November 09, 2011 11:43 AM  
Blogger Nathan said...

Yes, Paul, without doubt a fantastic idea- there is a curious, tawdry romance at motorway services. they are like airports in the sense that they are true interzones. William Gibson and Michael Swanwick capture it brilliantly in the opening section of their short 'Dogfight'.

November 09, 2011 11:45 AM  
Blogger Nathan said...

I don't tweet, but how about this for a question- where are the most science-fictional services people have stopped at? My offering- Lancaster- that weird observation tower.

November 09, 2011 12:19 PM  
Blogger PeteY said...

Paul, please do write another thriller. I miss them. Egg and chips in a Little Chef as the Low Men enter...

Re food in SF, there's Fwee Swong (sp?) in Banks's Consider Phlebas. "Bounty from the sea!" All his followers eat the worst kind of crap.

I've just been watching the original BBC Quatermass 2, where the mysterious government facility has the cover story that it makes "synthetic food". Nobody bats an eyelid in 1955, but it turns out to be horrible black corrosive goo, toxic to all living things on Earth. It is, though, synthetic food for the alien blob-creatures.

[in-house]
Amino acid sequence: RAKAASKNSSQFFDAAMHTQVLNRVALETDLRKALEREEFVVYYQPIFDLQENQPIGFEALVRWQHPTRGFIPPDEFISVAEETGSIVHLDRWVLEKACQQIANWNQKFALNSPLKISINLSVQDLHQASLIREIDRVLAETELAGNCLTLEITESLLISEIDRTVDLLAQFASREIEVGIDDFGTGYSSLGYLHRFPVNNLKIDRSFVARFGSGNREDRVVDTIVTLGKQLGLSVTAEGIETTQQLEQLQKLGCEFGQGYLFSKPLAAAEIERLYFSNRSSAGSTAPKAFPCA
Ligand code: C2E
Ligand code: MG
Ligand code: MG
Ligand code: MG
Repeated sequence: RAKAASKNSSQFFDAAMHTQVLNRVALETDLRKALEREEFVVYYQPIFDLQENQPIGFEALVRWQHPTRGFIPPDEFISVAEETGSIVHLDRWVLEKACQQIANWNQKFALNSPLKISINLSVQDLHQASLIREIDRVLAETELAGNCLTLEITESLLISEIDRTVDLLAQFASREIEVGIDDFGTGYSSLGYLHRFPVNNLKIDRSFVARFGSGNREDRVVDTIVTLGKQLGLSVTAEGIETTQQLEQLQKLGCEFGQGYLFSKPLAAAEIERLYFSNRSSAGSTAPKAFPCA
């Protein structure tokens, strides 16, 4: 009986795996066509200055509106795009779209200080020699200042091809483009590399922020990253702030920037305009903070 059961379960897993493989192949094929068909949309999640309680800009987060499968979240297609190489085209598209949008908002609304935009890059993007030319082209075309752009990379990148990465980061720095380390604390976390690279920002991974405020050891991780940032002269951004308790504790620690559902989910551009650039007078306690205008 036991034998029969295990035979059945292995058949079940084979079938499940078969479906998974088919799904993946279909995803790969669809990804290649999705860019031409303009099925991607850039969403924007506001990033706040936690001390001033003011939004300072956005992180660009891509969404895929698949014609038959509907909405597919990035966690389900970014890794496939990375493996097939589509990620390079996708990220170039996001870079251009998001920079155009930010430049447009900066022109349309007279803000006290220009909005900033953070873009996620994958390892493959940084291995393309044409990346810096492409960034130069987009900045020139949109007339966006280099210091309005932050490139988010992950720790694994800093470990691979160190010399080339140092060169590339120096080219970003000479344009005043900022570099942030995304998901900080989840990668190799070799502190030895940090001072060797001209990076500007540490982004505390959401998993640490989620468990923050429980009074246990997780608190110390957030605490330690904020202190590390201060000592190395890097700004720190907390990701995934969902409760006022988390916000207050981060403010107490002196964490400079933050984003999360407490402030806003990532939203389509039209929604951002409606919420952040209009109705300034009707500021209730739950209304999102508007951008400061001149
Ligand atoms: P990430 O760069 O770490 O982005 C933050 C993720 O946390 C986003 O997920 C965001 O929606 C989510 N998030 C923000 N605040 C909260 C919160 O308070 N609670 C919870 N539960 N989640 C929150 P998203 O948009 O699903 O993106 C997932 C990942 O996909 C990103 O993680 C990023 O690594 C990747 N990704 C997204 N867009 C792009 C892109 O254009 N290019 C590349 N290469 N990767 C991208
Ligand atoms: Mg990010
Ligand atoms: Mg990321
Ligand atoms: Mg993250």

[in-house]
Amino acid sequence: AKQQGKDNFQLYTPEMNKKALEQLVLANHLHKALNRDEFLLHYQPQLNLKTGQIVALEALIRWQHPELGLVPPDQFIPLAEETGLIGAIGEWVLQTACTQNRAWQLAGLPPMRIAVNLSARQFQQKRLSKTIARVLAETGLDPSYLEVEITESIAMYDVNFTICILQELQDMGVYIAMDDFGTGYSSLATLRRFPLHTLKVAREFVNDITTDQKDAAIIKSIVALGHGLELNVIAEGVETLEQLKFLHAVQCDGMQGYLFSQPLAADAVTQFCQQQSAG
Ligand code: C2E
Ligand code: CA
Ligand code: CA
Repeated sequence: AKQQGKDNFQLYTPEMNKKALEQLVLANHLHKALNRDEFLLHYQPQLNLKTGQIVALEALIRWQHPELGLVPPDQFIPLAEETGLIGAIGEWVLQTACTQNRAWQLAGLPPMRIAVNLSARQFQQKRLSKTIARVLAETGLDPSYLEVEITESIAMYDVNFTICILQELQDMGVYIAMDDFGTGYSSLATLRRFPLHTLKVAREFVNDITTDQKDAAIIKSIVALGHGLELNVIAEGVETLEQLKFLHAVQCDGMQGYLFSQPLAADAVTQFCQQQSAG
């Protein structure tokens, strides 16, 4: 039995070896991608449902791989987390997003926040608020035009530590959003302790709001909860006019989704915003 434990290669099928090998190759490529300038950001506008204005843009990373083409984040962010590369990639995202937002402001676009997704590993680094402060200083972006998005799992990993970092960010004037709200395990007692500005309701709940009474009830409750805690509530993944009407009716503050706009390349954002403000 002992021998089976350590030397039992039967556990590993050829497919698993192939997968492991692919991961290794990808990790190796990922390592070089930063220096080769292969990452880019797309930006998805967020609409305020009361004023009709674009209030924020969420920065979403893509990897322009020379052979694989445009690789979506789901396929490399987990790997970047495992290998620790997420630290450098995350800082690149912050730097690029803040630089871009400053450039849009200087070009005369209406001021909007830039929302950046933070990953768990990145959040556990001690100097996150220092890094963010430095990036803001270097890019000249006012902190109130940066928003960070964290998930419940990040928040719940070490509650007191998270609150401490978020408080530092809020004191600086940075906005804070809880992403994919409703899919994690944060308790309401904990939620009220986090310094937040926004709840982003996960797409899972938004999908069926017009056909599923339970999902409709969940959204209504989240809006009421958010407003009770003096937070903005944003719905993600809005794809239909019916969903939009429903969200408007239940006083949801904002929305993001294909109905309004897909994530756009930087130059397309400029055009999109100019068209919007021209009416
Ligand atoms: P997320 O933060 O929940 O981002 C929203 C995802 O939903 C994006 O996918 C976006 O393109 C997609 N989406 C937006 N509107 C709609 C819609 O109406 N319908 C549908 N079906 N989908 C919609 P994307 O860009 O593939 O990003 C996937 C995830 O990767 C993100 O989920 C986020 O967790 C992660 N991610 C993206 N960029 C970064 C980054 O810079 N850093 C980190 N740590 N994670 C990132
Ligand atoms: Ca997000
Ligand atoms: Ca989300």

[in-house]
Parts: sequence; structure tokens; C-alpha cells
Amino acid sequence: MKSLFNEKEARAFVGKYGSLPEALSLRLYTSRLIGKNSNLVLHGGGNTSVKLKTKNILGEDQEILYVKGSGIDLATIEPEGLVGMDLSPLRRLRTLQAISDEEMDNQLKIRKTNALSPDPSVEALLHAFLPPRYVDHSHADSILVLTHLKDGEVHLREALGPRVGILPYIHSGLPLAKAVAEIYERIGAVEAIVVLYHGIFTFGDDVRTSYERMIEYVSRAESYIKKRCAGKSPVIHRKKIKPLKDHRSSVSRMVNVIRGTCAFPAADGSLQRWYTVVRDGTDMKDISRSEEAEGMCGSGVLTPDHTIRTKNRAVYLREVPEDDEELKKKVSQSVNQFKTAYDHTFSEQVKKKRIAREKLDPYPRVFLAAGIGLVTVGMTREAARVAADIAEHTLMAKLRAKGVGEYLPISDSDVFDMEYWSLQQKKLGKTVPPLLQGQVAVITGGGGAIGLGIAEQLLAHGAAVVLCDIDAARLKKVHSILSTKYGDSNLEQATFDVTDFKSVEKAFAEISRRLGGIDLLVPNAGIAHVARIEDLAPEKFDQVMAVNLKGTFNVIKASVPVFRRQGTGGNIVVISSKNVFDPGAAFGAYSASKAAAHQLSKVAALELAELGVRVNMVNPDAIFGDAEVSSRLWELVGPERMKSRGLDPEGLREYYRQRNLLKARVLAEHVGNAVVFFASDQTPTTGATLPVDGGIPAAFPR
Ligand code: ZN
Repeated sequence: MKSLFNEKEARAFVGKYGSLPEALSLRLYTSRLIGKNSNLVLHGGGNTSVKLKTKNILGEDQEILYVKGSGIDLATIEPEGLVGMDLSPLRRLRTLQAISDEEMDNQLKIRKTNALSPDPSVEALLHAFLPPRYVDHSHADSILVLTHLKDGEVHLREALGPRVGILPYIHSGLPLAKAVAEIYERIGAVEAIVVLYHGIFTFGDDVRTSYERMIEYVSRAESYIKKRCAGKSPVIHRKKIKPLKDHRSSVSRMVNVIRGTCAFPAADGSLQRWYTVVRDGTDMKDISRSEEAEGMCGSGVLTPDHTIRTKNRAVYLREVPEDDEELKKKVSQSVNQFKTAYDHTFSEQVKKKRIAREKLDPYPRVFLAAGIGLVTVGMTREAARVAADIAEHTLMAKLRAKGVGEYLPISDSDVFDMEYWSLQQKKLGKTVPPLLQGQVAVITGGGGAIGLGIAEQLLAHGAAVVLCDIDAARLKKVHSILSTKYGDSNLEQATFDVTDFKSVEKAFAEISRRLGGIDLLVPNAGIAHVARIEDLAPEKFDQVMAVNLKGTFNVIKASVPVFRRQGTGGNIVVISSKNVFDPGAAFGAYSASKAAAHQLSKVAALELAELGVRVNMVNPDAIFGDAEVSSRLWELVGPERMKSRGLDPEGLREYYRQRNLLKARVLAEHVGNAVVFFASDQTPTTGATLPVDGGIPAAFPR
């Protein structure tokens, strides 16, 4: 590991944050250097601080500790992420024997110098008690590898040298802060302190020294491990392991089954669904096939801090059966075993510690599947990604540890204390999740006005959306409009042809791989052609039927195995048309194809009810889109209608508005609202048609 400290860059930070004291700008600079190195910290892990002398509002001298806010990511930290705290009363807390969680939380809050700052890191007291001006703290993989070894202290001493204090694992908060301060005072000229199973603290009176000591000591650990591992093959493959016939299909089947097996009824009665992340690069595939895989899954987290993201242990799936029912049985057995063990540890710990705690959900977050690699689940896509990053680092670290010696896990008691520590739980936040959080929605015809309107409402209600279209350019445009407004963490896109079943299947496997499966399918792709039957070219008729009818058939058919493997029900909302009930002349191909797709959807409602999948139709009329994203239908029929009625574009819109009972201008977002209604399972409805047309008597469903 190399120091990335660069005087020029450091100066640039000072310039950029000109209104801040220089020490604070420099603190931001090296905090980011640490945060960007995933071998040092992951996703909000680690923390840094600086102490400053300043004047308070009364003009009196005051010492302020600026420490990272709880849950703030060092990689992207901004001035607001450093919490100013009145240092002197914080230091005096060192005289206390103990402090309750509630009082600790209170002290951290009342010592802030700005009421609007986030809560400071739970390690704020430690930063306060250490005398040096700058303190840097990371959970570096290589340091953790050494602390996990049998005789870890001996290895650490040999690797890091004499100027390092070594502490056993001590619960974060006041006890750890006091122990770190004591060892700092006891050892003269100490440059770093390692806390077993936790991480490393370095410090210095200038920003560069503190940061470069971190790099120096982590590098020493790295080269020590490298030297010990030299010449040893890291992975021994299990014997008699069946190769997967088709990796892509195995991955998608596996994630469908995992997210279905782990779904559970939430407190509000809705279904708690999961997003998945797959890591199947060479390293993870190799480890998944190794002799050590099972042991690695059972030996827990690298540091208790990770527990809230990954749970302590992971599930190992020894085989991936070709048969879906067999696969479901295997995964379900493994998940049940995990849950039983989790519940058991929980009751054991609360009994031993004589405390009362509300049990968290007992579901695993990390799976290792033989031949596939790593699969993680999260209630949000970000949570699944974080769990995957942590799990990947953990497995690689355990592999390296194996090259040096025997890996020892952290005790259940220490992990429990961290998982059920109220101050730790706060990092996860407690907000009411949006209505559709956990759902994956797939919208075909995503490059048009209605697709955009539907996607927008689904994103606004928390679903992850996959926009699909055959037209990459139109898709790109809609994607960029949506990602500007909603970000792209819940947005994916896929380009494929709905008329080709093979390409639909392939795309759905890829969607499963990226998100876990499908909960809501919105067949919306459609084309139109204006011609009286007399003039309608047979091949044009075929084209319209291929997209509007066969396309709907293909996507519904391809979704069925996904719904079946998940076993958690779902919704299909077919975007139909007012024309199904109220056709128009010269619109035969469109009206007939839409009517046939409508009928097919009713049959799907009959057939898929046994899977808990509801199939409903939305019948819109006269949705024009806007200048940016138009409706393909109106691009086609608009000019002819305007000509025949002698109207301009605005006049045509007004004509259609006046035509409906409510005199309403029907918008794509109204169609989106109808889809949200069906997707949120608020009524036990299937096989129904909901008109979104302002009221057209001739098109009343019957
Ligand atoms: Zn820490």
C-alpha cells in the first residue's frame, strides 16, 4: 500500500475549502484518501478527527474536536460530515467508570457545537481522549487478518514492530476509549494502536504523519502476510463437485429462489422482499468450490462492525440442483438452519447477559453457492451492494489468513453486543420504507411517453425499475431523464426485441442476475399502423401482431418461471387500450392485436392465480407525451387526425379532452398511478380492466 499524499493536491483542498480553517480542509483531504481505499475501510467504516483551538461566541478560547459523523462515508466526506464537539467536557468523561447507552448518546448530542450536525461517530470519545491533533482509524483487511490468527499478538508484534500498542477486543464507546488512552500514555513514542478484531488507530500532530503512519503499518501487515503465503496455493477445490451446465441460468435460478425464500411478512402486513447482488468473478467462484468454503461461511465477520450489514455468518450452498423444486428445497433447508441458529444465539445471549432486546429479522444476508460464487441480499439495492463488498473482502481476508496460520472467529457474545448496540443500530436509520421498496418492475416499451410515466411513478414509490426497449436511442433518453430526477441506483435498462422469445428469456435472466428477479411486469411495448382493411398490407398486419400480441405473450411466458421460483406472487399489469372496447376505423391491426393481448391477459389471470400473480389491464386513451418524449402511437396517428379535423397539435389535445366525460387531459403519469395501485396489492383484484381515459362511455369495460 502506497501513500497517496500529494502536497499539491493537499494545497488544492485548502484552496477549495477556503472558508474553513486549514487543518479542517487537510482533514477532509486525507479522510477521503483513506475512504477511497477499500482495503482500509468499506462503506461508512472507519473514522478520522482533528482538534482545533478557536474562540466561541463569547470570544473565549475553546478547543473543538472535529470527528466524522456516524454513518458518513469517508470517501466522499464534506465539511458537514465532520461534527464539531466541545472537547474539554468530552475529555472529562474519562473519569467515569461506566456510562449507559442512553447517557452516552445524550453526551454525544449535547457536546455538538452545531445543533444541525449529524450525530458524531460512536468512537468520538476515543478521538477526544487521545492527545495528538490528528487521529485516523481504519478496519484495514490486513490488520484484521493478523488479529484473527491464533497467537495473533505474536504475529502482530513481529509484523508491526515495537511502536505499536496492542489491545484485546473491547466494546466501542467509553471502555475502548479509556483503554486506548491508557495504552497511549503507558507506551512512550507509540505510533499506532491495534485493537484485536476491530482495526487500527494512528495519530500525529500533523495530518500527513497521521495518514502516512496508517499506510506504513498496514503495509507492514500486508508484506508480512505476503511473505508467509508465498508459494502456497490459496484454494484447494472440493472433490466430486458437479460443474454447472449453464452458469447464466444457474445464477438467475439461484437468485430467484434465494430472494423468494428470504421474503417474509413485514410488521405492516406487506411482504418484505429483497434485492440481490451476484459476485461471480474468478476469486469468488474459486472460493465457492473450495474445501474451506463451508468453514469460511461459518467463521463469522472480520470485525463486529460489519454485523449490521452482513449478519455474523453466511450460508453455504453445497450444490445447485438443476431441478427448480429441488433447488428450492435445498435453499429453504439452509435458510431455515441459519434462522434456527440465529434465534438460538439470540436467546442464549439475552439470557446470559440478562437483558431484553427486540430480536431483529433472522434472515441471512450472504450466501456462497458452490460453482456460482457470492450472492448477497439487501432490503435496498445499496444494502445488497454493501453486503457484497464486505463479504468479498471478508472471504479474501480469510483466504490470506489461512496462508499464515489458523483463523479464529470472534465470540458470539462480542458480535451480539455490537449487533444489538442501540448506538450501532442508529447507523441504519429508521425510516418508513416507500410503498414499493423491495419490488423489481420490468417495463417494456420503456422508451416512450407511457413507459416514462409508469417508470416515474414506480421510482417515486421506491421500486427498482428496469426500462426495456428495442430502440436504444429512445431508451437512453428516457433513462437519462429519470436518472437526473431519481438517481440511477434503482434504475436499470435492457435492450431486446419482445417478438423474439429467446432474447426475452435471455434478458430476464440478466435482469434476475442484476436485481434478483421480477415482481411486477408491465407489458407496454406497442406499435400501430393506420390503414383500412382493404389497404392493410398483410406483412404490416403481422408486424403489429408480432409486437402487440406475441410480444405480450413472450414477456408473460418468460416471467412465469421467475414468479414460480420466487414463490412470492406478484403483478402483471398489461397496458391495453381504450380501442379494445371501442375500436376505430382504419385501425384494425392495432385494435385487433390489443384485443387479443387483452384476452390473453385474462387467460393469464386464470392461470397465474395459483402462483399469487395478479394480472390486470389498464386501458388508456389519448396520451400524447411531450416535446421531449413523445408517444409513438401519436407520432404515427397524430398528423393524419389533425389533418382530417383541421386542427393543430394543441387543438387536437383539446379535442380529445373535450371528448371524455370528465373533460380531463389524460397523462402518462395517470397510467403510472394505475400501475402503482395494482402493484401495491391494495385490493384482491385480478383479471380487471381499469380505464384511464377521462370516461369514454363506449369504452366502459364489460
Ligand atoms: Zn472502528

November 10, 2011 8:43 PM  
Blogger Adam Roberts said...

One day I plan to write a sf novel all about food. Oh, wait, I just did!

November 11, 2011 4:43 PM  
Blogger Paul McAuley said...

Those old motorway service stations feel as if they belong to another timeline - the one that we might have reached if we decided that engineers rather than bankers were a Good Thing. Not necessarily a better future, but different.

A little bit of synchronicity, Pete: just watched Quatermass and the Pit in the new Blu-Ray release. That series foreshadowed all kinds of trends.

November 11, 2011 5:15 PM  
Blogger Dan Miller said...

Alastair Reynolds does a really good job with this in House of Suns. Nothing brings home "these people live in a post-scarcity environment" like eating delicious croissants off of high-quality plates in the middle of an emergency.

November 11, 2011 8:55 PM  
Blogger PeteY said...

I saw BBC's Q'mass and the Pit recently too, albeit not in bluray. Is it digitally restored or something? Anyway, it's utterly fantastic, even though the ending is better in the Hammer movie version, with the crane rather than a rather anticlimactic bit of chain.

I'm having a Nigel Kneale-a-thon. Next it's First Men in the Moon, and then Year of the Sex Olympics!

November 12, 2011 6:21 AM  
Anonymous Lee said...

Did anyone mention the floating Chinese takeaway in The Fifth Element?

November 15, 2011 10:32 PM